Photo Credit: Sergei Belski/USA Today

Inside the Boxscore: 2016-17 Calgary Flames

As this offseason comes to a close, many of us eagerly await what’s to come in the 2017-18 season. True to any season, it’s impossible to predict what will unfold, but that doesn’t stop people from trying. Whether it’s using predictive models using years of data or simply trying to draft the best fantasy roster possible, guessing how the season will pan out is part of what makes being a hockey fan fun.

Before we delve into our post, we’d like to formally introduce ourselves. We are Bill Tran (@mrbilltran) and Karim Kurji (@karimkurji) and we are excited to be part of the FlamesNation team. If you’d like to check out some of our other work, find us at thewincolumn.ca and @wincolumnblog.

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The statistical analysis of hockey is an ever-growing field. With the immense number of metrics available, navigating through the sea of data is often daunting. Comparing statistics and trying to find correlations is difficult as new data and analysis is added to the picture. We created a new visualization where we focused on various factors and outcomes associated with individual games.

The plots show a high level visualization of the data and we tried to find correlations between them. The idea is that these plots are modular so that comparisons between different sets of data is easy to do. As a starting point, we chose four metrics to look at from last season: win-loss record, starting goaltender, man games lost, and home-away split. To make things easier to interpret, we broke the season into 20-game sections.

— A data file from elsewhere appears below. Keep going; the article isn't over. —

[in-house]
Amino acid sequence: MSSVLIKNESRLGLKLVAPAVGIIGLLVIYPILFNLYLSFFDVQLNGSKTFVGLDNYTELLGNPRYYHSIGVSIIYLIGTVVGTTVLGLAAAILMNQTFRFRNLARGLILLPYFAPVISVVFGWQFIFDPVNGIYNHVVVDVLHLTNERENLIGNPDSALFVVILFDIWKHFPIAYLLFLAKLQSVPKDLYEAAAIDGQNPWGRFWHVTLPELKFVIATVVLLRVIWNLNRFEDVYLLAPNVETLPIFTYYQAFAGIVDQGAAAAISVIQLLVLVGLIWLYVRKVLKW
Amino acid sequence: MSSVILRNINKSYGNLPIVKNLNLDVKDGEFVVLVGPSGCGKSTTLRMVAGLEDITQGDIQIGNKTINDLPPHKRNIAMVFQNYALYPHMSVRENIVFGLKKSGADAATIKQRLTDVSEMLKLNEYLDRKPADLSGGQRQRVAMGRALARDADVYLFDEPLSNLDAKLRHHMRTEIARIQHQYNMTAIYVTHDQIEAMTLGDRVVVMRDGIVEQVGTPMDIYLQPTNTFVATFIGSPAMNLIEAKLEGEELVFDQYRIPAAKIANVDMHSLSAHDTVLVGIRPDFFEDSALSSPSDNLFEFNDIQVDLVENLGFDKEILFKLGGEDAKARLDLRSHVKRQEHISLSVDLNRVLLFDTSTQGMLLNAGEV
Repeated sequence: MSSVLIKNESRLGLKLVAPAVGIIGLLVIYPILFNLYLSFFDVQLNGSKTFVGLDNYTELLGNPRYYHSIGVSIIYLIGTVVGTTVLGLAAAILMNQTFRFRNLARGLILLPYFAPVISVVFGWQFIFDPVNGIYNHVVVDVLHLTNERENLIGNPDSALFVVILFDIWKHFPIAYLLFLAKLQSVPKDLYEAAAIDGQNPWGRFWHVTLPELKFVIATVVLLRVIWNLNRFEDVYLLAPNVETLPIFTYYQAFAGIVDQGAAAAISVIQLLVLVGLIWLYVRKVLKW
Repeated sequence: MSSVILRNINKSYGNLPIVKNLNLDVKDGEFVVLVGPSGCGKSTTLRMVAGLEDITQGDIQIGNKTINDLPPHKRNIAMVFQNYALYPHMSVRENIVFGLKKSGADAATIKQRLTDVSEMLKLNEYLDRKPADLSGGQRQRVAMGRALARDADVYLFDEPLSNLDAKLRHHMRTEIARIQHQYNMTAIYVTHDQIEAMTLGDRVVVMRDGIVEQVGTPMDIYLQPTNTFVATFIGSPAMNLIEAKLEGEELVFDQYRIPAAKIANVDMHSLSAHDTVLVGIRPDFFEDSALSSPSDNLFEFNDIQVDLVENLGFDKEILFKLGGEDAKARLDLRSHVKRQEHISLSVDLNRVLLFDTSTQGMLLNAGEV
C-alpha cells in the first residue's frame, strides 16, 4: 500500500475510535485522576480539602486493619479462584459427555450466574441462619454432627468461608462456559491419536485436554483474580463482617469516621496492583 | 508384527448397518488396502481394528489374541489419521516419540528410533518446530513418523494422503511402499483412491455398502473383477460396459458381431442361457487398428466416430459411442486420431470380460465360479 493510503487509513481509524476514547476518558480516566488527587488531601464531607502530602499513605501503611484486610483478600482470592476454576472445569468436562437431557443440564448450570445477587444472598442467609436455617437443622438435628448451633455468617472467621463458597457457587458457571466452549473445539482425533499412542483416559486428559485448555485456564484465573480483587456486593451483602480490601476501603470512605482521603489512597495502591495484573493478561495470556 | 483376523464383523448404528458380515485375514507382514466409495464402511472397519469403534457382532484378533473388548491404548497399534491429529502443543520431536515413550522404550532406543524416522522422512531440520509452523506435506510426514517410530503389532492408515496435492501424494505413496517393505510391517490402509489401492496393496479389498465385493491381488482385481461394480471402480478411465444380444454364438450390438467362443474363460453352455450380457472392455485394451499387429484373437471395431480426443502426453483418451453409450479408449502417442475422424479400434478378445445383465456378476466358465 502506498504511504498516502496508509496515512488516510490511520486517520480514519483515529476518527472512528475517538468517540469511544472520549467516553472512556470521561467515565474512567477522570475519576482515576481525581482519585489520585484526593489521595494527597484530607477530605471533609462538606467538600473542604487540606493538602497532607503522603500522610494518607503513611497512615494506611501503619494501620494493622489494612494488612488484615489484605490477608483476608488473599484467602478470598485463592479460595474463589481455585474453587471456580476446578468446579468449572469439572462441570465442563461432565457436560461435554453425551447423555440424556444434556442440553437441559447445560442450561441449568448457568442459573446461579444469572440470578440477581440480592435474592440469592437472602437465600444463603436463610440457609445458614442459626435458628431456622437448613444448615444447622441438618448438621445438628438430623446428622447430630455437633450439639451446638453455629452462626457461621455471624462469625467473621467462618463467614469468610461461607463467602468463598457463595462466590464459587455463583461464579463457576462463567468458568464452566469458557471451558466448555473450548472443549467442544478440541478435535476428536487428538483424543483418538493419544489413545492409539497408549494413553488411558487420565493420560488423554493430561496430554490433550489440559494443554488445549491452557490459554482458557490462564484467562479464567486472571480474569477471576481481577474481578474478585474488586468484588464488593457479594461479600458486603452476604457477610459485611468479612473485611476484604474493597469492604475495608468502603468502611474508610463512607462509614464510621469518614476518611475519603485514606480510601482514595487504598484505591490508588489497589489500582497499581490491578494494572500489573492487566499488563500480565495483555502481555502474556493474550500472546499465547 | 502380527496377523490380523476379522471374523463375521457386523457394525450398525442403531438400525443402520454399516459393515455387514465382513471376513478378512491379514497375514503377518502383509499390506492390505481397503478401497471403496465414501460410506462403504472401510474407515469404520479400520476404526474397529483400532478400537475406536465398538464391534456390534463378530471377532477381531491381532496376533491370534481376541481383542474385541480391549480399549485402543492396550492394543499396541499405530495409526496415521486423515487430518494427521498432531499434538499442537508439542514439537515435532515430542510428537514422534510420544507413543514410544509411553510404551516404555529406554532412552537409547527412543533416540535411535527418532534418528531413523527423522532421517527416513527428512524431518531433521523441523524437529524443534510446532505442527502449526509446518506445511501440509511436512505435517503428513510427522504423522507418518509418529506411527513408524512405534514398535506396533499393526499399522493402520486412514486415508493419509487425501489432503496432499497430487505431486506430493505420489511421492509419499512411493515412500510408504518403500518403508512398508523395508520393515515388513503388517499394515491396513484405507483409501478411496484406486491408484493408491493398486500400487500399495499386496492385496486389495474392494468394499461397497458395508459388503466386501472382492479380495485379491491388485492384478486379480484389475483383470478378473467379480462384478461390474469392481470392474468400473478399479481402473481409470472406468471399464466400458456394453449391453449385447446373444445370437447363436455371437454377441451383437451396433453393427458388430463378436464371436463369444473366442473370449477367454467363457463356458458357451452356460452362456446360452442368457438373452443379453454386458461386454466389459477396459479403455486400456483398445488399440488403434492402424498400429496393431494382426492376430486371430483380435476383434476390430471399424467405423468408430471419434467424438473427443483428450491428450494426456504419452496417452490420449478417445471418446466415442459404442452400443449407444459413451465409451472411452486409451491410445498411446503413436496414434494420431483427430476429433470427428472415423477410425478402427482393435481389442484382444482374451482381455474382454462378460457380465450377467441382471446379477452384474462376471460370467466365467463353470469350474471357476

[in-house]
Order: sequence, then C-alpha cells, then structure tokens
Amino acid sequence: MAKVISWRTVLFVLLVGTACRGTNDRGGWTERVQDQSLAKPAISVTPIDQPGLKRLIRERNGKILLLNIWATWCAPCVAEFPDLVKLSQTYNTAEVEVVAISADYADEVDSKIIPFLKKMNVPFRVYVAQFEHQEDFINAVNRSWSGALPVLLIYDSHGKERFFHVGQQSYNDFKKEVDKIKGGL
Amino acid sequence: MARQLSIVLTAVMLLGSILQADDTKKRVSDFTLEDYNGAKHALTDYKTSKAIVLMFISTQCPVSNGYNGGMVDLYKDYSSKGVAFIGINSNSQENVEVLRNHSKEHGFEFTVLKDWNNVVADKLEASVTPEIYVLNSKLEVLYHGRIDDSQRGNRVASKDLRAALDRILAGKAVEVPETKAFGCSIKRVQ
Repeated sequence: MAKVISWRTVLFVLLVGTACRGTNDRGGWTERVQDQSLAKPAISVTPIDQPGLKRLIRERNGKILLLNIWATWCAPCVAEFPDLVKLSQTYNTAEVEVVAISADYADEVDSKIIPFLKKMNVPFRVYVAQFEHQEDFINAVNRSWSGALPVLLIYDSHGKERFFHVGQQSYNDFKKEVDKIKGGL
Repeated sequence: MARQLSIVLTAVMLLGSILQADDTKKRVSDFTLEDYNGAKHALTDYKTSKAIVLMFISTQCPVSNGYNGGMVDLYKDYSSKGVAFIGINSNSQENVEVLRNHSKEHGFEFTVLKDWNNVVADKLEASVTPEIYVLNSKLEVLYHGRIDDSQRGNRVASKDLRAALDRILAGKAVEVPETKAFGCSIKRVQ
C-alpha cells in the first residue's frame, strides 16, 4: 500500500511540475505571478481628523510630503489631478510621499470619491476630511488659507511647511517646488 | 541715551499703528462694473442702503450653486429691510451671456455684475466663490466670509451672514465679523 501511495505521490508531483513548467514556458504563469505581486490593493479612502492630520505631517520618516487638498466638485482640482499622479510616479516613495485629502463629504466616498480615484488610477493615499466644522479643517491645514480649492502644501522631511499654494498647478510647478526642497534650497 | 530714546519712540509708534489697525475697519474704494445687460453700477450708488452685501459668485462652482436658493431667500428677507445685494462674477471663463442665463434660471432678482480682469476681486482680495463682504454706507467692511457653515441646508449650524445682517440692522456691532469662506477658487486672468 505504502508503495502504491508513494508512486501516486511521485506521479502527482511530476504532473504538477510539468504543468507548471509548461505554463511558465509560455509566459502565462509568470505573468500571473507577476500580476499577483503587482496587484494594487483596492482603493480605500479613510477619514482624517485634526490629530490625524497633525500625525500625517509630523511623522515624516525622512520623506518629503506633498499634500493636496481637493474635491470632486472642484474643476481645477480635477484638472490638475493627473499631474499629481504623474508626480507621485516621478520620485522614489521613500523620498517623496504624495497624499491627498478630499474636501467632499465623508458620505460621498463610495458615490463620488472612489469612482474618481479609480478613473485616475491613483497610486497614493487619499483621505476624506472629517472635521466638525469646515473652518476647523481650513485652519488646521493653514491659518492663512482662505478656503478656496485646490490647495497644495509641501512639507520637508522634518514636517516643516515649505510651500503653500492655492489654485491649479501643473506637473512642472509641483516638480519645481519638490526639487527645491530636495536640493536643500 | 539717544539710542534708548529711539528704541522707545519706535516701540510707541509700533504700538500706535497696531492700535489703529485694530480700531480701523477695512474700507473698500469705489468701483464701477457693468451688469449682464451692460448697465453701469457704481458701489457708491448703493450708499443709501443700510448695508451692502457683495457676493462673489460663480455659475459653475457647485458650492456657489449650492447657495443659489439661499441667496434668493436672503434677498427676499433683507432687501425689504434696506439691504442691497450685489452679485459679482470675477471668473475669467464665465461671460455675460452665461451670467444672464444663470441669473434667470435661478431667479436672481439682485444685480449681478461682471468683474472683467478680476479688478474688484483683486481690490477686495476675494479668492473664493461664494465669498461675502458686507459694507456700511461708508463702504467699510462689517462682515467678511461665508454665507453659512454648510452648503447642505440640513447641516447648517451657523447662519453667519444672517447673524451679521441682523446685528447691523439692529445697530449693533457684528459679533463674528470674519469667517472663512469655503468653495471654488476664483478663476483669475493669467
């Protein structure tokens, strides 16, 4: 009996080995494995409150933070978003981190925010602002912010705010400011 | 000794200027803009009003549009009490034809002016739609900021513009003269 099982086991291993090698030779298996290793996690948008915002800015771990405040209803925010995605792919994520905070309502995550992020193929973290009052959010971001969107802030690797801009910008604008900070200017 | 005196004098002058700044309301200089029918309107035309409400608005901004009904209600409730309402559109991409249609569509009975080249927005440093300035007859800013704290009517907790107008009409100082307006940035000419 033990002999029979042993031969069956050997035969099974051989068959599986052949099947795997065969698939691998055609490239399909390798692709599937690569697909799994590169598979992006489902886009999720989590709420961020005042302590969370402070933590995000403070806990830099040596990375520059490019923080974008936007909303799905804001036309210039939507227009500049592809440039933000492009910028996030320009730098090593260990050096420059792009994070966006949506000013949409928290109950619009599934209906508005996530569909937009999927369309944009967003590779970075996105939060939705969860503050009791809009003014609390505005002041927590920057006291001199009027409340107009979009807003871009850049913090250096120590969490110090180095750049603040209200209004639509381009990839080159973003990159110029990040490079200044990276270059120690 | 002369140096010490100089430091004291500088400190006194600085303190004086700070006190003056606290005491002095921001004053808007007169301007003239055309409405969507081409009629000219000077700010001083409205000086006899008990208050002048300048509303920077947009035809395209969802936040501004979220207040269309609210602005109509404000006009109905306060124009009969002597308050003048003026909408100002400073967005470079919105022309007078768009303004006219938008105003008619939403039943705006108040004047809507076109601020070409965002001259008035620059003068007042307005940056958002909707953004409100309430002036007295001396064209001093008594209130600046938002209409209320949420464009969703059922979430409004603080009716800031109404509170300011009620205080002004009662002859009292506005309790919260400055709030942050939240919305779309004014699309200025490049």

A few interesting things become immediately visible when data is presented this way.

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  1. The Flames’ franchise-tying 10-game win streak came to an end in game 70. This game saw Chad Johnson start in goal instead of Brian Elliott, who was out with the flu. Perhaps these factors played a role in ending that historic run.
  2. Between games 14 and 25, the Flames were dreadful, only winning five out of a possible 12 games. This also happened to be the stretch of games where they were most injured, averaging between three and four injured players a night. One of those injured players was Johnny Gaudreau who was out with a broken finger.
  3. Late in the year, Elliott finally established himself as the true starting goaltender. The Flames only lost seven times in their final 23 games. However, three of those losses came from four Johnson starts. That just goes to show that the goaltending duo was never quite simultaneously able to put up wins, but the right person manned the pipes often enough to get the Flames into the postseason.

All of these observations were made using just the four plots in combination with each other. The goal was to provide an easy way to interpret data, and this may be a great tool to do so moving forward. There are many more correlations than the ones we’ve made so take a deeper look at the plots and see what you can find.

If you’re interested in seeing how the Flames stacked up against the rest of the league, check out our post on The Win Column where we dive into the data set for all 30 teams.